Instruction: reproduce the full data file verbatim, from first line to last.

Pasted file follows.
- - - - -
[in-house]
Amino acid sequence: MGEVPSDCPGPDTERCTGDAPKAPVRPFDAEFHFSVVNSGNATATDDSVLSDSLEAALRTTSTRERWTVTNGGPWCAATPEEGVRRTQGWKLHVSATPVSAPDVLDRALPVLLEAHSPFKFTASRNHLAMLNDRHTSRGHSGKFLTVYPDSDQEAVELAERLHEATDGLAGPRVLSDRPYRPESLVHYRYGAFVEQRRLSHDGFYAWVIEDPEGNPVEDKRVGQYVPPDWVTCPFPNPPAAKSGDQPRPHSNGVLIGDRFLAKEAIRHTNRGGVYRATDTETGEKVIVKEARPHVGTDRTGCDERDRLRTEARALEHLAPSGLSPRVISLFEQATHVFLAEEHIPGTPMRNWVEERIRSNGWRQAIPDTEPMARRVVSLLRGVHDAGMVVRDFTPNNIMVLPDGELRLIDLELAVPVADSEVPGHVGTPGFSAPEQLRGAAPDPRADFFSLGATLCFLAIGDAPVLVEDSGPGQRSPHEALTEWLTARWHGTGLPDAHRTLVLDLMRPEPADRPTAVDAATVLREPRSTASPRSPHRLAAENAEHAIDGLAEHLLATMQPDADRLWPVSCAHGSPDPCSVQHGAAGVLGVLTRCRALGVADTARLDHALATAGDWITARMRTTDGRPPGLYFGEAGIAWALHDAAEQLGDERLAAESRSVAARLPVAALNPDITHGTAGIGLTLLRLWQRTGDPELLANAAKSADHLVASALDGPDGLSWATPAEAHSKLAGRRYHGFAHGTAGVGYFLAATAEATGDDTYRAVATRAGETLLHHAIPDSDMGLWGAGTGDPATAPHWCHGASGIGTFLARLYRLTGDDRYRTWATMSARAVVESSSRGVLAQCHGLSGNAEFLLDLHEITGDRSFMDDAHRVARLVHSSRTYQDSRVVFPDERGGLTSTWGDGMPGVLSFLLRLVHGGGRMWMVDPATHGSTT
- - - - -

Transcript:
[in-house]
Amino acid sequence: MGEVPSDCPGPDTERCTGDAPKAPVRPFDAEFHFSVVNSGNATATDDSVLSDSLEAALRTTSTRERWTVTNGGPWCAATPEEGVRRTQGWKLHVSATPVSAPDVLDRALPVLLEAHSPFKFTASRNHLAMLNDRHTSRGHSGKFLTVYPDSDQEAVELAERLHEATDGLAGPRVLSDRPYRPESLVHYRYGAFVEQRRLSHDGFYAWVIEDPEGNPVEDKRVGQYVPPDWVTCPFPNPPAAKSGDQPRPHSNGVLIGDRFLAKEAIRHTNRGGVYRATDTETGEKVIVKEARPHVGTDRTGCDERDRLRTEARALEHLAPSGLSPRVISLFEQATHVFLAEEHIPGTPMRNWVEERIRSNGWRQAIPDTEPMARRVVSLLRGVHDAGMVVRDFTPNNIMVLPDGELRLIDLELAVPVADSEVPGHVGTPGFSAPEQLRGAAPDPRADFFSLGATLCFLAIGDAPVLVEDSGPGQRSPHEALTEWLTARWHGTGLPDAHRTLVLDLMRPEPADRPTAVDAATVLREPRSTASPRSPHRLAAENAEHAIDGLAEHLLATMQPDADRLWPVSCAHGSPDPCSVQHGAAGVLGVLTRCRALGVADTARLDHALATAGDWITARMRTTDGRPPGLYFGEAGIAWALHDAAEQLGDERLAAESRSVAARLPVAALNPDITHGTAGIGLTLLRLWQRTGDPELLANAAKSADHLVASALDGPDGLSWATPAEAHSKLAGRRYHGFAHGTAGVGYFLAATAEATGDDTYRAVATRAGETLLHHAIPDSDMGLWGAGTGDPATAPHWCHGASGIGTFLARLYRLTGDDRYRTWATMSARAVVESSSRGVLAQCHGLSGNAEFLLDLHEITGDRSFMDDAHRVARLVHSSRTYQDSRVVFPDERGGLTSTWGDGMPGVLSFLLRLVHGGGRMWMVDPATHGSTT